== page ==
A Medline abstract for a paper in the January 2005, Movement Disorders Journal, reported the "first documented case of tardive dyskinesia in an infant," developed at 2 months "after a 17-day treatment with metoclopramide for gastroesophageal reflux."
The "Pediatric Gastroesophageal Reflux Clinical Practice Guidelines," in the October 2009, Journal of Pediatric Gastroenterology and Nutrition, warn that "Metoclopramide commonly produces adverse side effects in infants and children, particularly lethargy, irritability, gynecomastia, galacctorhea, and extrapyramidal reactions and has caused permanent tardive dyskinesia."
An infant treated for GERD, born to a mother who took Reglan for morning sickness and to increase breast milk, would undergo triple exposure.
Women Need Warnings
"Women need to be aware of the potential risk Reglan poses to themselves and their children," according to Roger Drake, the lead Reglan attorney at the California-based Baum, Hedlund, Aristei & Goldman law firm, in cases of persons who developed TD.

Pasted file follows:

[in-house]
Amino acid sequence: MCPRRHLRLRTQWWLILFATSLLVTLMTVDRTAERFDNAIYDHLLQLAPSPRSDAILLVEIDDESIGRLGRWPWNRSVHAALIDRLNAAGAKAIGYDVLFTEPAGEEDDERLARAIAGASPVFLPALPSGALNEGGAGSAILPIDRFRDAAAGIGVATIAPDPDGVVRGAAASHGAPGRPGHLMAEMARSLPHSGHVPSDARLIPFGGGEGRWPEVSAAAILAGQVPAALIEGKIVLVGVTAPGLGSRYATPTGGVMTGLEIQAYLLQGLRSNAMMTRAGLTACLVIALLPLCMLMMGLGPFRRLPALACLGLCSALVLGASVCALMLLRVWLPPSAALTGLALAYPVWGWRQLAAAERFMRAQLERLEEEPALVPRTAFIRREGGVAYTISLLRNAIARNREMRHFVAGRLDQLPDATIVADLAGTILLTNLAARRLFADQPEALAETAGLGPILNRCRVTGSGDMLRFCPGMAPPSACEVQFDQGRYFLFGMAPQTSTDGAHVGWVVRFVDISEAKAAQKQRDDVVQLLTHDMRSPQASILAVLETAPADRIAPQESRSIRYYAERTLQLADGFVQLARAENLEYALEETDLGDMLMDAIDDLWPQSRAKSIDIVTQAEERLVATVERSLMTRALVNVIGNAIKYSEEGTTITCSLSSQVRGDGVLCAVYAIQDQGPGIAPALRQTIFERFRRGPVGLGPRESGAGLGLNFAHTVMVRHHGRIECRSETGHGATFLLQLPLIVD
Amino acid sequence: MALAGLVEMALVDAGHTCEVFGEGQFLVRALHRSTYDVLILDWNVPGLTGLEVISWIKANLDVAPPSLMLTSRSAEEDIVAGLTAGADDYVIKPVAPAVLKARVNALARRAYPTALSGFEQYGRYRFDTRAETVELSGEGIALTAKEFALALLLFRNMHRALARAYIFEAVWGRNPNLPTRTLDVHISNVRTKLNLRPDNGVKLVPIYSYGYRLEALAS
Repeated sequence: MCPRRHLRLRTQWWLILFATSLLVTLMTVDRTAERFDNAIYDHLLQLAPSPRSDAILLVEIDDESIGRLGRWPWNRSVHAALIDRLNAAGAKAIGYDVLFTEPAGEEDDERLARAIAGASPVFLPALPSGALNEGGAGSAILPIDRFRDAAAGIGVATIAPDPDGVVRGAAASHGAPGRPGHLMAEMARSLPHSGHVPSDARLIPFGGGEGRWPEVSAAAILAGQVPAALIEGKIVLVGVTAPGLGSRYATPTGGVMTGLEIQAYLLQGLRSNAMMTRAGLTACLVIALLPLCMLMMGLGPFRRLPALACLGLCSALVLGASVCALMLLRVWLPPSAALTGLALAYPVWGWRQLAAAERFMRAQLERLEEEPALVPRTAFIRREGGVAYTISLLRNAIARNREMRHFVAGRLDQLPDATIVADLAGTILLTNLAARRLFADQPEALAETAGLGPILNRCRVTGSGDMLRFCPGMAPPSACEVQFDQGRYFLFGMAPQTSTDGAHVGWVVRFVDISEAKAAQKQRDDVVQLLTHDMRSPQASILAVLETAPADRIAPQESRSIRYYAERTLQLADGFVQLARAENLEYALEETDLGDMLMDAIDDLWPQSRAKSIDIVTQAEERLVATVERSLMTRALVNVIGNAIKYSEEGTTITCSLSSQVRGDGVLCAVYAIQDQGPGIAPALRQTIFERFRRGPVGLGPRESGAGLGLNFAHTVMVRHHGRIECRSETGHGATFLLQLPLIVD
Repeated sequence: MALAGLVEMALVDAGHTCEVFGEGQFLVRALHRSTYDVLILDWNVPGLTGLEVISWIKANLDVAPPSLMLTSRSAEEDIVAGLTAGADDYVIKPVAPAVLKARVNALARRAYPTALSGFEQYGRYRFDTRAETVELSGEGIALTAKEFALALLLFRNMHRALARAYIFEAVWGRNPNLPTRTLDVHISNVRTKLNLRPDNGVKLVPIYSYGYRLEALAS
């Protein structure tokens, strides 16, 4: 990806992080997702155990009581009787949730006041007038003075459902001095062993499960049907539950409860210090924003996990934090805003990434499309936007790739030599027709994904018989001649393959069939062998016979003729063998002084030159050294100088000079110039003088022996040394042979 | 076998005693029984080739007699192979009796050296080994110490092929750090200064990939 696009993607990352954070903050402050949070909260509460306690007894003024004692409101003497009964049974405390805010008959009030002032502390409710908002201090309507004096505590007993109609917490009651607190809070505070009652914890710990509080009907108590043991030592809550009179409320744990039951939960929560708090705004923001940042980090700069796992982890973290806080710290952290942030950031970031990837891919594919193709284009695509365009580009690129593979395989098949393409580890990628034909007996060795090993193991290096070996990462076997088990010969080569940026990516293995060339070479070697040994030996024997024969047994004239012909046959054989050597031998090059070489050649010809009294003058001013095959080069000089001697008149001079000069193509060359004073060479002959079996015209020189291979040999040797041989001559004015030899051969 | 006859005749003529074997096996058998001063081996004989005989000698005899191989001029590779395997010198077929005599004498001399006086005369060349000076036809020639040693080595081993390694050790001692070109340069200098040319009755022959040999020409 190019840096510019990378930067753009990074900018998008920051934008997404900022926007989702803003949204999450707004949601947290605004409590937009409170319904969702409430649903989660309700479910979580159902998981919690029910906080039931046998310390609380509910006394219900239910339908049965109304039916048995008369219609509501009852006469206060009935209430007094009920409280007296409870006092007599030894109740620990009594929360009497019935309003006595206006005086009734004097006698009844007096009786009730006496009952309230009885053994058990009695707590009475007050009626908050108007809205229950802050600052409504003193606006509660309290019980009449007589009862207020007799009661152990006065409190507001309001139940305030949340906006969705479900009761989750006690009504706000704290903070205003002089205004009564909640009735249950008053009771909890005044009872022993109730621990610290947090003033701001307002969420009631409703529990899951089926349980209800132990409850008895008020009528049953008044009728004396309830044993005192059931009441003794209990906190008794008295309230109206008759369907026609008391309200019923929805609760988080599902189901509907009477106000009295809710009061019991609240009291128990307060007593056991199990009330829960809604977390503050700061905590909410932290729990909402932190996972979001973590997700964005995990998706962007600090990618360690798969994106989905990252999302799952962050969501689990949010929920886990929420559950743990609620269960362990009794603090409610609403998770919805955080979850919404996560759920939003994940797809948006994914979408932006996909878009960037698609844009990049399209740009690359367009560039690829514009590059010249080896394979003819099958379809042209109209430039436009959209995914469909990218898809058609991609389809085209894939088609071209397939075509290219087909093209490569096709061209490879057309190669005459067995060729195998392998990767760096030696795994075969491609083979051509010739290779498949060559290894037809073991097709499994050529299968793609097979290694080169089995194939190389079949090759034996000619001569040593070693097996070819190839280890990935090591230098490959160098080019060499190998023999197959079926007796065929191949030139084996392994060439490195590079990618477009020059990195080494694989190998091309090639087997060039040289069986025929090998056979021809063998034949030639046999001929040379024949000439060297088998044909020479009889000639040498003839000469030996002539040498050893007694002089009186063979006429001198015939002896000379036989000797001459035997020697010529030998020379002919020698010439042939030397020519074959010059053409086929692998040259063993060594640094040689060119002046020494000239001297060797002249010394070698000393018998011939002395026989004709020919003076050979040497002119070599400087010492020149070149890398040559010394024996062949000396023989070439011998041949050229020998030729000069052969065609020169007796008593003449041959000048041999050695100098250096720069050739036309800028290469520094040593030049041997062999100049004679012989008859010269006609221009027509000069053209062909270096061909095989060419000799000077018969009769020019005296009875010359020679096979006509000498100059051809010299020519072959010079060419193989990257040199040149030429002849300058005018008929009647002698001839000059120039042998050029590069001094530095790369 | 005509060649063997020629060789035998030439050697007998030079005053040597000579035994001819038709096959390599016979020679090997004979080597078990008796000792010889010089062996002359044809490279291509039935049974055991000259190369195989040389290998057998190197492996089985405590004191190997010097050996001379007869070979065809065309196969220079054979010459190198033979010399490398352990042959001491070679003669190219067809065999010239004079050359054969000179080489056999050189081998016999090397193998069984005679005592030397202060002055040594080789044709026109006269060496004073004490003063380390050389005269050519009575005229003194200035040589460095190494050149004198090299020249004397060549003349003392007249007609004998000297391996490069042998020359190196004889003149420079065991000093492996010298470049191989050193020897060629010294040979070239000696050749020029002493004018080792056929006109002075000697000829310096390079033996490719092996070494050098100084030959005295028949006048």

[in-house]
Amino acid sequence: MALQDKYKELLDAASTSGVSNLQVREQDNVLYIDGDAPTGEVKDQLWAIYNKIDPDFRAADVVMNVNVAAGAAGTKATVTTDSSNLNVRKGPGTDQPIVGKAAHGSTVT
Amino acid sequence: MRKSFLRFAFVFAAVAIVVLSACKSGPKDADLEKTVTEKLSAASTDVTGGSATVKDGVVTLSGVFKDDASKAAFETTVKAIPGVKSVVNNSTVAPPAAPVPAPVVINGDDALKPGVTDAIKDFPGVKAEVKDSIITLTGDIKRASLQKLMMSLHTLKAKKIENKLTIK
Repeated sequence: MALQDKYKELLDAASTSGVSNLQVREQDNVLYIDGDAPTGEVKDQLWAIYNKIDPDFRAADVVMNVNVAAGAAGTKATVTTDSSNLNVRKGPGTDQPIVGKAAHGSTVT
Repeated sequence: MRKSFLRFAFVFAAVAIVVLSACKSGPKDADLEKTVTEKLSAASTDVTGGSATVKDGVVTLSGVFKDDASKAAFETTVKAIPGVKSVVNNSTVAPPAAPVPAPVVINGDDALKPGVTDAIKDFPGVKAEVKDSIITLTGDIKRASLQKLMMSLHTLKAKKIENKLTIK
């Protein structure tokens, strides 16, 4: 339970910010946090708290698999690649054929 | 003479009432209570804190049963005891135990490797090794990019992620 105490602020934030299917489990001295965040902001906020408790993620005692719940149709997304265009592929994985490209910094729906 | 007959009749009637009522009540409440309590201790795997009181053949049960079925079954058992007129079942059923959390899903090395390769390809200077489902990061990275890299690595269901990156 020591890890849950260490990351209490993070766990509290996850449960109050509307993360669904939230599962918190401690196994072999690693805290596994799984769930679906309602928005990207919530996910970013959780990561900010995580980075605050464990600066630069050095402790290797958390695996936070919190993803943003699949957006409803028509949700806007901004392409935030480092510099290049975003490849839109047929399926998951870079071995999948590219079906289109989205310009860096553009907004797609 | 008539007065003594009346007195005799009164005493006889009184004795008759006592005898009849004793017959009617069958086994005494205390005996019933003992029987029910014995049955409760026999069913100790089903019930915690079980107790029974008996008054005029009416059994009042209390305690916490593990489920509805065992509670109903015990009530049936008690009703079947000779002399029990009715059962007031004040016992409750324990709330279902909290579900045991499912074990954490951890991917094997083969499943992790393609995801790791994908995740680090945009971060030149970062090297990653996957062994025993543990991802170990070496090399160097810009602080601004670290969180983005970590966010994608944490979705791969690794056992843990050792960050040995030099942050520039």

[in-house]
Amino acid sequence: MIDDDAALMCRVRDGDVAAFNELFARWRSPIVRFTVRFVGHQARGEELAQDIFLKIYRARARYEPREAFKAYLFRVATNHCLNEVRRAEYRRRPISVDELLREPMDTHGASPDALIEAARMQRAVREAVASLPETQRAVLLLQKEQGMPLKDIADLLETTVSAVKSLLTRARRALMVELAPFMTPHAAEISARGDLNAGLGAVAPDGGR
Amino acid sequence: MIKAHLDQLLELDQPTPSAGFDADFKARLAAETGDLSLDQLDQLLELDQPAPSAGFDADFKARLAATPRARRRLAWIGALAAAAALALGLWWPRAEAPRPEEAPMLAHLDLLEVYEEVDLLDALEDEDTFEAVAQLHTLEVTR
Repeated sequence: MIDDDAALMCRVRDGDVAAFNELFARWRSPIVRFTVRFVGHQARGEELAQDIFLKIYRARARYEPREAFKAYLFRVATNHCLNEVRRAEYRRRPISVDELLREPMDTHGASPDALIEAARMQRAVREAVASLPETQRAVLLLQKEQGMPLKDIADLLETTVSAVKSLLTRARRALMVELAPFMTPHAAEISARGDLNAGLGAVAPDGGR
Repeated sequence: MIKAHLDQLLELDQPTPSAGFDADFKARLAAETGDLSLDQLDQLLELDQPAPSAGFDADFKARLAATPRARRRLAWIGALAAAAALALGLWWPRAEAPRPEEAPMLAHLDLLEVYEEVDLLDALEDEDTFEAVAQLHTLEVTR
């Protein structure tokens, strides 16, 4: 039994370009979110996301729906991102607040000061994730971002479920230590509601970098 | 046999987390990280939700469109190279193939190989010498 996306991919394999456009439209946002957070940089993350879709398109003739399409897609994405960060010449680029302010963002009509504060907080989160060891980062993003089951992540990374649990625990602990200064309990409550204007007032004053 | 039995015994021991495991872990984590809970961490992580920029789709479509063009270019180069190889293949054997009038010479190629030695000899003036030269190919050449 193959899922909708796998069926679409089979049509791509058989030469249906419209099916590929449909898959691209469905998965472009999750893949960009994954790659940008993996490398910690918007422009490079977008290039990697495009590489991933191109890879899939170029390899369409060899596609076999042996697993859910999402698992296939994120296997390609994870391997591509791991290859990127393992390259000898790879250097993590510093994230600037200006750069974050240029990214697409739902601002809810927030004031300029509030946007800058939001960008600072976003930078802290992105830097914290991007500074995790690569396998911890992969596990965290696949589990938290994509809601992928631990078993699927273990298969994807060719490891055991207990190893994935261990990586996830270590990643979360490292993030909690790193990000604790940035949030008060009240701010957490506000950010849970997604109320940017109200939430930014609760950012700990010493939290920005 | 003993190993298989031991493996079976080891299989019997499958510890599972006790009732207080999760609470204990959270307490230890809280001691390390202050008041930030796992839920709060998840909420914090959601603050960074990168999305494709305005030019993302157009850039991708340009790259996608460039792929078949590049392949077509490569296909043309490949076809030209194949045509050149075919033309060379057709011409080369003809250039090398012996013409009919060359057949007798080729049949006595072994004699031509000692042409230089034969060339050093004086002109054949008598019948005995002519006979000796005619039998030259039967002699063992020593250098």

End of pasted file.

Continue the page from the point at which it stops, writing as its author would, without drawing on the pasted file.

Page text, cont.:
Concerns about tardive dyskinesia extend to children and infants, especially babies born prematurely, who may have been treated with Reglan to stimulate their digestive system, Drake reports.
He points out that no studies have been conducted to examine the risk of tardive dyskinesia in babies whose mothers take Reglan, even though the drug makers know that Reglan is used in such circumstances.
The adverse effects for babies are the same as for adults, he says, but infants are more at risk because there are no FDA approved dosing requirements established for the safe use of Reglan with children of any age, much less infants.
Baum Hedlund has two decades of experience representing thousands of injured clients against drug companies.
(This article is part of the Reglan Litigation Update Series and is sponsored by the Baum, Hedlund, Aristei & Goldman law firm)
(Evelyn Pringle is an investigative journalist focused on exposing corruption in government and corporate America)